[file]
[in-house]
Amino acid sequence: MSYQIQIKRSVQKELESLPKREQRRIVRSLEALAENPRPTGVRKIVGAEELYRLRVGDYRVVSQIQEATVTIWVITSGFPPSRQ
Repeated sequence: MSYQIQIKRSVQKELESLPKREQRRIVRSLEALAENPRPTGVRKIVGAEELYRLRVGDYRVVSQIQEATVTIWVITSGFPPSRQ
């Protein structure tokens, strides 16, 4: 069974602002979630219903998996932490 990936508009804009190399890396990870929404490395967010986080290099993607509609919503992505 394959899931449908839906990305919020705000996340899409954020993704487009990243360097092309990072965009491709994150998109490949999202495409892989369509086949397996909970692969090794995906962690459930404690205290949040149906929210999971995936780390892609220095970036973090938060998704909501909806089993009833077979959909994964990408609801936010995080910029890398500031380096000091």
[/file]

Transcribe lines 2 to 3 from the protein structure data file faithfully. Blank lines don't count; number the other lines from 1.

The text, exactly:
Amino acid sequence: MSYQIQIKRSVQKELESLPKREQRRIVRSLEALAENPRPTGVRKIVGAEELYRLRVGDYRVVSQIQEATVTIWVITSGFPPSRQ
Repeated sequence: MSYQIQIKRSVQKELESLPKREQRRIVRSLEALAENPRPTGVRKIVGAEELYRLRVGDYRVVSQIQEATVTIWVITSGFPPSRQ